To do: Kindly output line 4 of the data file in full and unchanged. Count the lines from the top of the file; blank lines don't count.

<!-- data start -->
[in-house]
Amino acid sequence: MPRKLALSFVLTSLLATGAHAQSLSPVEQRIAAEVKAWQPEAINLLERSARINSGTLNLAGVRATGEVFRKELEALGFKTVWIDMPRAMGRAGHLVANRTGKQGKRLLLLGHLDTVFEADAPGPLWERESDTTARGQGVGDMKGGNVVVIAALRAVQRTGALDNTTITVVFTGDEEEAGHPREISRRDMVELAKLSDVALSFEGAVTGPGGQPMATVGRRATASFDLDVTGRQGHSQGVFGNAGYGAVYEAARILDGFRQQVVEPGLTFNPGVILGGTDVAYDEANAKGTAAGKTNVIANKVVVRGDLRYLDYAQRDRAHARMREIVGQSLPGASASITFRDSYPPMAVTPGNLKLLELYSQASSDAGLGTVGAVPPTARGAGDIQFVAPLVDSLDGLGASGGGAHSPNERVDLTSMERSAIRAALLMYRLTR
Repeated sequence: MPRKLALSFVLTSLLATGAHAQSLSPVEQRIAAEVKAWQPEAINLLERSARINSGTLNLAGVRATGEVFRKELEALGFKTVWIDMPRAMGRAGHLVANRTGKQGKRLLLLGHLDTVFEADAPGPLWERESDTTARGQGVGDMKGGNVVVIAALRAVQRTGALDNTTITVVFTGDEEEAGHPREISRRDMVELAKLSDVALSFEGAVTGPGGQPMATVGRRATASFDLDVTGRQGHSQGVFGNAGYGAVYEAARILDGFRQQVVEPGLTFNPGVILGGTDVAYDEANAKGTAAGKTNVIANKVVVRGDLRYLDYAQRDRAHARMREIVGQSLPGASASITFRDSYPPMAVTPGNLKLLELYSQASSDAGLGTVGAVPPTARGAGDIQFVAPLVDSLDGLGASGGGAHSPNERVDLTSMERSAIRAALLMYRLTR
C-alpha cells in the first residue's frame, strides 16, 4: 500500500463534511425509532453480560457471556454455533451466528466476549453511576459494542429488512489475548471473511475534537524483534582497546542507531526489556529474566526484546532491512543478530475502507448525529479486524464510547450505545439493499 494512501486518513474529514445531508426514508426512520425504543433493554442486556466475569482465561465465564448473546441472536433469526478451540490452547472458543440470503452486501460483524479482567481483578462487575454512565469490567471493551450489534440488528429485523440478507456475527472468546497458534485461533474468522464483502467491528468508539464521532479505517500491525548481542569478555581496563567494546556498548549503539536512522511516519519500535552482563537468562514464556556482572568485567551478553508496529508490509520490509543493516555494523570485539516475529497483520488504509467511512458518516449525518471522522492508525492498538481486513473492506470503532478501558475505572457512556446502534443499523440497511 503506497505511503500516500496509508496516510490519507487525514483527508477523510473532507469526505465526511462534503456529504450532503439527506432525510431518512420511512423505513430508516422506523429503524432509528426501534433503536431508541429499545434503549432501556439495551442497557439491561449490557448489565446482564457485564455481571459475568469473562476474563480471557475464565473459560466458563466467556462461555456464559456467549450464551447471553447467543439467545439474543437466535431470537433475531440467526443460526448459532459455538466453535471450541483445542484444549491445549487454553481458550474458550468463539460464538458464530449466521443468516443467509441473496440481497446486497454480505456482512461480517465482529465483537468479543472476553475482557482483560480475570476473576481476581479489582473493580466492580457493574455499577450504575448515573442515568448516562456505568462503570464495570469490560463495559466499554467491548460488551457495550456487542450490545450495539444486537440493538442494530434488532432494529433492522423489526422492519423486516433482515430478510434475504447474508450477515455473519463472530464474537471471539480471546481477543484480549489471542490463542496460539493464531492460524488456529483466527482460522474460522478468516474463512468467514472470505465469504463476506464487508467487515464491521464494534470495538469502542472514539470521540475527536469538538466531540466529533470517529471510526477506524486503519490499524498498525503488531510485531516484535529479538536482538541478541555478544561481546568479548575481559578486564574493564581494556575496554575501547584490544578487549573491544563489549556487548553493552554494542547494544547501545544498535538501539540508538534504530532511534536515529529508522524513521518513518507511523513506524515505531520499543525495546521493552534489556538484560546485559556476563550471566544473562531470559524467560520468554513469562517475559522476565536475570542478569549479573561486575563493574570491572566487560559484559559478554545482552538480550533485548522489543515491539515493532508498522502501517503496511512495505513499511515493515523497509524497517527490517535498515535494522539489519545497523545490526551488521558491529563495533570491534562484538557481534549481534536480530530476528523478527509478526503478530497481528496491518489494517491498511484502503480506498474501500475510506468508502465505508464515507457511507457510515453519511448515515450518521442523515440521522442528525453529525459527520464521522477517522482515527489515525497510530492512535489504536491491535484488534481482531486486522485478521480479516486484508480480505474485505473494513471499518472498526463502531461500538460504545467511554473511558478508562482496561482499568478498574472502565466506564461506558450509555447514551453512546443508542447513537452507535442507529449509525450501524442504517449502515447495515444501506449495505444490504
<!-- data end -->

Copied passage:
C-alpha cells in the first residue's frame, strides 16, 4: 500500500463534511425509532453480560457471556454455533451466528466476549453511576459494542429488512489475548471473511475534537524483534582497546542507531526489556529474566526484546532491512543478530475502507448525529479486524464510547450505545439493499 494512501486518513474529514445531508426514508426512520425504543433493554442486556466475569482465561465465564448473546441472536433469526478451540490452547472458543440470503452486501460483524479482567481483578462487575454512565469490567471493551450489534440488528429485523440478507456475527472468546497458534485461533474468522464483502467491528468508539464521532479505517500491525548481542569478555581496563567494546556498548549503539536512522511516519519500535552482563537468562514464556556482572568485567551478553508496529508490509520490509543493516555494523570485539516475529497483520488504509467511512458518516449525518471522522492508525492498538481486513473492506470503532478501558475505572457512556446502534443499523440497511 503506497505511503500516500496509508496516510490519507487525514483527508477523510473532507469526505465526511462534503456529504450532503439527506432525510431518512420511512423505513430508516422506523429503524432509528426501534433503536431508541429499545434503549432501556439495551442497557439491561449490557448489565446482564457485564455481571459475568469473562476474563480471557475464565473459560466458563466467556462461555456464559456467549450464551447471553447467543439467545439474543437466535431470537433475531440467526443460526448459532459455538466453535471450541483445542484444549491445549487454553481458550474458550468463539460464538458464530449466521443468516443467509441473496440481497446486497454480505456482512461480517465482529465483537468479543472476553475482557482483560480475570476473576481476581479489582473493580466492580457493574455499577450504575448515573442515568448516562456505568462503570464495570469490560463495559466499554467491548460488551457495550456487542450490545450495539444486537440493538442494530434488532432494529433492522423489526422492519423486516433482515430478510434475504447474508450477515455473519463472530464474537471471539480471546481477543484480549489471542490463542496460539493464531492460524488456529483466527482460522474460522478468516474463512468467514472470505465469504463476506464487508467487515464491521464494534470495538469502542472514539470521540475527536469538538466531540466529533470517529471510526477506524486503519490499524498498525503488531510485531516484535529479538536482538541478541555478544561481546568479548575481559578486564574493564581494556575496554575501547584490544578487549573491544563489549556487548553493552554494542547494544547501545544498535538501539540508538534504530532511534536515529529508522524513521518513518507511523513506524515505531520499543525495546521493552534489556538484560546485559556476563550471566544473562531470559524467560520468554513469562517475559522476565536475570542478569549479573561486575563493574570491572566487560559484559559478554545482552538480550533485548522489543515491539515493532508498522502501517503496511512495505513499511515493515523497509524497517527490517535498515535494522539489519545497523545490526551488521558491529563495533570491534562484538557481534549481534536480530530476528523478527509478526503478530497481528496491518489494517491498511484502503480506498474501500475510506468508502465505508464515507457511507457510515453519511448515515450518521442523515440521522442528525453529525459527520464521522477517522482515527489515525497510530492512535489504536491491535484488534481482531486486522485478521480479516486484508480480505474485505473494513471499518472498526463502531461500538460504545467511554473511558478508562482496561482499568478498574472502565466506564461506558450509555447514551453512546443508542447513537452507535442507529449509525450501524442504517449502515447495515444501506449495505444490504